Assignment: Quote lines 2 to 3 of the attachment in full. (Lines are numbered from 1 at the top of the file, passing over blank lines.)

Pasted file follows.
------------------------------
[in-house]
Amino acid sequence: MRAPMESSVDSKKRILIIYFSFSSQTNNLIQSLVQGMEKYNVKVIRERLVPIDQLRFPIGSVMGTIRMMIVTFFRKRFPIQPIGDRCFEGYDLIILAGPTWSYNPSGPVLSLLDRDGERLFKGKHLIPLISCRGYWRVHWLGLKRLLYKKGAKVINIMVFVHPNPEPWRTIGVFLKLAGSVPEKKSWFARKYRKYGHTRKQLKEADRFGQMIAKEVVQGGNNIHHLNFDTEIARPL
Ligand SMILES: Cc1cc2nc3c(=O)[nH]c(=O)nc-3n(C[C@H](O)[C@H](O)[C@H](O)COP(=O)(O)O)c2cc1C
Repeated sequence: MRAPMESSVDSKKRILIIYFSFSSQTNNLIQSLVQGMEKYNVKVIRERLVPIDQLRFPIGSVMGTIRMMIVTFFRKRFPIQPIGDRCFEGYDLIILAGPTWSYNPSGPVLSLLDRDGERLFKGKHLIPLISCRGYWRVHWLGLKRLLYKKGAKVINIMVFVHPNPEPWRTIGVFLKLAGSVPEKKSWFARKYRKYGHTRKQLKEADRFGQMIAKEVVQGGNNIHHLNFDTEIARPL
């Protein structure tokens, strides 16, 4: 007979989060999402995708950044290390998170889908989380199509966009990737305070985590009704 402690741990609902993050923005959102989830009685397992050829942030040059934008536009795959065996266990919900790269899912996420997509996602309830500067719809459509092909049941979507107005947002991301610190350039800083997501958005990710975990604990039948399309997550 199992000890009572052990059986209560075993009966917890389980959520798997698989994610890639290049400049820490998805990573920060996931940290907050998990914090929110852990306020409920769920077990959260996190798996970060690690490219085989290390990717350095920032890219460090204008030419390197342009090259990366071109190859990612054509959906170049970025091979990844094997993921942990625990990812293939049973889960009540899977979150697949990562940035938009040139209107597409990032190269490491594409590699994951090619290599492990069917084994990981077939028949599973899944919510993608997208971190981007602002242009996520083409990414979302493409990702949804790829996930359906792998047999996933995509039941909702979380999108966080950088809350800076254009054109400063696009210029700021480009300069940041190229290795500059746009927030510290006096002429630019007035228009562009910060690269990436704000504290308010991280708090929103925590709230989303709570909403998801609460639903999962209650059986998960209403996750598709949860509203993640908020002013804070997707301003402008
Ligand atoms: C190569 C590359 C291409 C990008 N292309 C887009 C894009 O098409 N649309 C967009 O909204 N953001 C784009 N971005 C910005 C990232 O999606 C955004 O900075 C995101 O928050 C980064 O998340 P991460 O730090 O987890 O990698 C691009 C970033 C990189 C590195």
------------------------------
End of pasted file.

Amino acid sequence: MRAPMESSVDSKKRILIIYFSFSSQTNNLIQSLVQGMEKYNVKVIRERLVPIDQLRFPIGSVMGTIRMMIVTFFRKRFPIQPIGDRCFEGYDLIILAGPTWSYNPSGPVLSLLDRDGERLFKGKHLIPLISCRGYWRVHWLGLKRLLYKKGAKVINIMVFVHPNPEPWRTIGVFLKLAGSVPEKKSWFARKYRKYGHTRKQLKEADRFGQMIAKEVVQGGNNIHHLNFDTEIARPL
Ligand SMILES: Cc1cc2nc3c(=O)[nH]c(=O)nc-3n(C[C@H](O)[C@H](O)[C@H](O)COP(=O)(O)O)c2cc1C